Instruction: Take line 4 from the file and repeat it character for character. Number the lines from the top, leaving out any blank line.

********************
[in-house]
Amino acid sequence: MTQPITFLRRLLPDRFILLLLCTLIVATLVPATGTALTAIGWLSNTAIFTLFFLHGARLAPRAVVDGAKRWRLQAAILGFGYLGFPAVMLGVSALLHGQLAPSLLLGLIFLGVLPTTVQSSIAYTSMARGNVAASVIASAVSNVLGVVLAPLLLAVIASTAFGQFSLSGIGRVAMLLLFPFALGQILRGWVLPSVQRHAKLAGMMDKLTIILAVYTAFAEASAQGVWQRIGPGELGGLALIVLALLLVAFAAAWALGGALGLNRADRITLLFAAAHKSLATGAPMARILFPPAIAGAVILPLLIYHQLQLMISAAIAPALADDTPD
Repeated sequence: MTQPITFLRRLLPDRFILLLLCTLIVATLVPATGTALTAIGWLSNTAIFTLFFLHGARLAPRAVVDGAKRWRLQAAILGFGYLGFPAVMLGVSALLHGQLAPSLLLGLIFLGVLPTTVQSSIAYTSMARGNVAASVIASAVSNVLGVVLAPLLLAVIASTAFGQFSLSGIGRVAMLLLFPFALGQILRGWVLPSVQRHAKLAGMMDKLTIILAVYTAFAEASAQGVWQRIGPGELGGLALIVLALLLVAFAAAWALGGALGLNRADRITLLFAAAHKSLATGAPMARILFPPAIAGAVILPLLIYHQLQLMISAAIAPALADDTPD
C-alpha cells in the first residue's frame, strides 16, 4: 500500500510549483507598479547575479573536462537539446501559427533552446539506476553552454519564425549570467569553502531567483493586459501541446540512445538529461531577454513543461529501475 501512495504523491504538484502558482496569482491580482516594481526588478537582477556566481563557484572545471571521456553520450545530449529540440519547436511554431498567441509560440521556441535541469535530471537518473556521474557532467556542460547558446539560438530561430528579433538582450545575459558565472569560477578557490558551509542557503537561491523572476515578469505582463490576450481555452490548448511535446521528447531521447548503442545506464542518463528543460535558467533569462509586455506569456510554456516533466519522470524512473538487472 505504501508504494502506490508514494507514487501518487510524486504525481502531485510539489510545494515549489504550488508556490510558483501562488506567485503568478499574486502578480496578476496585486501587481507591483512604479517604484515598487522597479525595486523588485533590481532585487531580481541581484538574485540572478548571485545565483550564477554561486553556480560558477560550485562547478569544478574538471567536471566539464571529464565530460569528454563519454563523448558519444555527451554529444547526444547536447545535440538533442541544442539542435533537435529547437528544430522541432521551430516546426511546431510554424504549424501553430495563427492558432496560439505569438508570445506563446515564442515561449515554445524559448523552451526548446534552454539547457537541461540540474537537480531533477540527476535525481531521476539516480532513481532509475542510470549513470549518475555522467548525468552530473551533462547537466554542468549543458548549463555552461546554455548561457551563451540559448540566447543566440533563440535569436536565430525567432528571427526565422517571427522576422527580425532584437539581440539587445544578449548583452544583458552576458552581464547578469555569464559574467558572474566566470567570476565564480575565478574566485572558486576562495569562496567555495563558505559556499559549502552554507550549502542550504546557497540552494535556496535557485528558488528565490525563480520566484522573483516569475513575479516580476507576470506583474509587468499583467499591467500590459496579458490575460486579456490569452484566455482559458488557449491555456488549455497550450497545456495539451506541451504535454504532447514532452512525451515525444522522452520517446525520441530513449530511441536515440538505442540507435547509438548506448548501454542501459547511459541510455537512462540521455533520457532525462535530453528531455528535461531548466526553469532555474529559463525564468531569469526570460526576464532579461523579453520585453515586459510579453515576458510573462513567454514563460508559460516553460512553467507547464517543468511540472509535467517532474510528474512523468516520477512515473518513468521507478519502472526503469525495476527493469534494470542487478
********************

C-alpha cells in the first residue's frame, strides 16, 4: 500500500510549483507598479547575479573536462537539446501559427533552446539506476553552454519564425549570467569553502531567483493586459501541446540512445538529461531577454513543461529501475 501512495504523491504538484502558482496569482491580482516594481526588478537582477556566481563557484572545471571521456553520450545530449529540440519547436511554431498567441509560440521556441535541469535530471537518473556521474557532467556542460547558446539560438530561430528579433538582450545575459558565472569560477578557490558551509542557503537561491523572476515578469505582463490576450481555452490548448511535446521528447531521447548503442545506464542518463528543460535558467533569462509586455506569456510554456516533466519522470524512473538487472 505504501508504494502506490508514494507514487501518487510524486504525481502531485510539489510545494515549489504550488508556490510558483501562488506567485503568478499574486502578480496578476496585486501587481507591483512604479517604484515598487522597479525595486523588485533590481532585487531580481541581484538574485540572478548571485545565483550564477554561486553556480560558477560550485562547478569544478574538471567536471566539464571529464565530460569528454563519454563523448558519444555527451554529444547526444547536447545535440538533442541544442539542435533537435529547437528544430522541432521551430516546426511546431510554424504549424501553430495563427492558432496560439505569438508570445506563446515564442515561449515554445524559448523552451526548446534552454539547457537541461540540474537537480531533477540527476535525481531521476539516480532513481532509475542510470549513470549518475555522467548525468552530473551533462547537466554542468549543458548549463555552461546554455548561457551563451540559448540566447543566440533563440535569436536565430525567432528571427526565422517571427522576422527580425532584437539581440539587445544578449548583452544583458552576458552581464547578469555569464559574467558572474566566470567570476565564480575565478574566485572558486576562495569562496567555495563558505559556499559549502552554507550549502542550504546557497540552494535556496535557485528558488528565490525563480520566484522573483516569475513575479516580476507576470506583474509587468499583467499591467500590459496579458490575460486579456490569452484566455482559458488557449491555456488549455497550450497545456495539451506541451504535454504532447514532452512525451515525444522522452520517446525520441530513449530511441536515440538505442540507435547509438548506448548501454542501459547511459541510455537512462540521455533520457532525462535530453528531455528535461531548466526553469532555474529559463525564468531569469526570460526576464532579461523579453520585453515586459510579453515576458510573462513567454514563460508559460516553460512553467507547464517543468511540472509535467517532474510528474512523468516520477512515473518513468521507478519502472526503469525495476527493469534494470542487478